The settlement of a New York estate may involve many different proceedings and issues. Initially, a proceeding needs to be commenced in the Surrogate’s Court to have an executor or administrator appointed to handle estate affairs. This includes the identification and collection of assets and the payment of claims and expenses. The New York Probate Lawyer Blog has published many articles discussing estate settlement.
The collection of assets is typically straightforward. A decedent’s bank account or other financial funds are obtained and deposited into an estate bank account held in the name of the administrator or executor. If a decedent owned real estate such as a house, the property can be sold so the proceeds can be collected and distributed to the beneficiaries of the estate.
There are occasions when a decedent’s assets are not easily identified or collected. In many cases, prior to a decedent’s death, assets may have been misappropriated by a third party or transferred to others under questionable circumstances. It is not uncommon to find that a Durable Power of Attorney was used to withdraw funds before a decedent’s death. There are many cases involving undue influence and financial or elder abuse whereby a person’s assets may be improperly obtained prior to death.
One excellent remedy in these situations is for a fiduciary to utilize the provisions of Surrogate’s Court Procedure Act (“SCPA”) Section 2103 entitled “Proceeding by fiduciary to discover property withheld or obtain information” and SCPA 2104 “Inquiry; trial and decree” to discover and obtain the return of estate property. This is a new and separate estate litigation proceeding which needs to be commenced in the Surrogate’s Court. The utilization of these statutes provides a very effective avenue for estate recovery. However, it is usually a difficult and hard-fought process to have success. A recent Bronx estate entitled Estate of Breer, decided by Bronx Surrogate Nelida Malave-Gonzalez on December 29, 2022, provides an insight into the problems faced when a fiduciary attempts to reclaim estate property.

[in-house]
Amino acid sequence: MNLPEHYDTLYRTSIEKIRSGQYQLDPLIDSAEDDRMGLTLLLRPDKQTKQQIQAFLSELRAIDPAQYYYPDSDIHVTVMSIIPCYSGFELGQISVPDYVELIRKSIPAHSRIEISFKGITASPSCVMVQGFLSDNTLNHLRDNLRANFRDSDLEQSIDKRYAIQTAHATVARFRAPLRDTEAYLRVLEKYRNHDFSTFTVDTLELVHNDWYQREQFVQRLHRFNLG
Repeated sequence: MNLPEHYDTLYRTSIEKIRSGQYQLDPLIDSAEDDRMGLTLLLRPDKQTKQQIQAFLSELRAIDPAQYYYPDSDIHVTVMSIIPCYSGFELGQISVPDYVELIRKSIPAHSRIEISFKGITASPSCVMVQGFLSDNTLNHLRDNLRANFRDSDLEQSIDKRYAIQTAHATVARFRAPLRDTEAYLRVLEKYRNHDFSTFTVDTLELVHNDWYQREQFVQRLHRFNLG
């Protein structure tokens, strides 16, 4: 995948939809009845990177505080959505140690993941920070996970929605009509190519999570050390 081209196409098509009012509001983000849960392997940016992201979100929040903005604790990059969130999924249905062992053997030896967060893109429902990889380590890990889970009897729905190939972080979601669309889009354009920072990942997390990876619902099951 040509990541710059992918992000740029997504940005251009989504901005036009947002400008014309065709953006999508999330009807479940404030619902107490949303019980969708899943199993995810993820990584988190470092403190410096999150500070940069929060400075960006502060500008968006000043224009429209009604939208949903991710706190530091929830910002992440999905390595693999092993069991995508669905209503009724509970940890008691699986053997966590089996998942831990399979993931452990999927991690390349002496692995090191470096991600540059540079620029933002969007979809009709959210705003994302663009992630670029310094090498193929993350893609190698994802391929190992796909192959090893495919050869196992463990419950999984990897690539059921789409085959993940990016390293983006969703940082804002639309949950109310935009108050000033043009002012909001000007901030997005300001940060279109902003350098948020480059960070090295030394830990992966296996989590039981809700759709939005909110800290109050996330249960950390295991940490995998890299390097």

In Breer, the estate administrator commenced a turnover proceeding with respect to funds which were claimed to have been misappropriated from a decedent’s Florida bank account by a child living in Florida during a period of time when the decedent had been residing in Florida. An issue was raised as to whether the Bronx New York Surrogate’s Court had jurisdiction over this claim. After reviewing the factual and procedural history of the case, the Court determined that the alleged unauthorized transfer of the decedent’s funds occurred in Florida and that no wrongful acts were alleged to have taken place outside of Florida. Also, there were no assertions that the wrongfully transferred funds had any connection to New York. As a result, the Court found that there was no basis for the New York Court to assert personal jurisdiction over the Florida child. Therefore, the New York turnover proceeding was dismissed. The Court stated that an ancillary turnover proceeding could be brought in the Florida courts.
I have represented clients throughout New York in estate litigation dealing with asset collection and other Surrogate’s Court and estate settlement matters. As can be seen from Breer, estate matters can be complicated, and an experienced lawyer is essential to assist with protecting estate assets. Do you have a problem or question regarding an estate? Call me Now for a free confidential review of your issue. We provide reasonable and flexible fee arrangements and personal representation.
New York Trusts and Estates Attorney Jules Martin Haas has helped many clients over the past 40 years resolve issues relating to guardianship and probate and estate settlement throughout New York City, including the Bronx, Queens, Brooklyn, Manhattan, Nassau and Suffolk County. If you or someone you know has any questions regarding these matters, please contact me at (212) 355-2575 for an initial free consultation.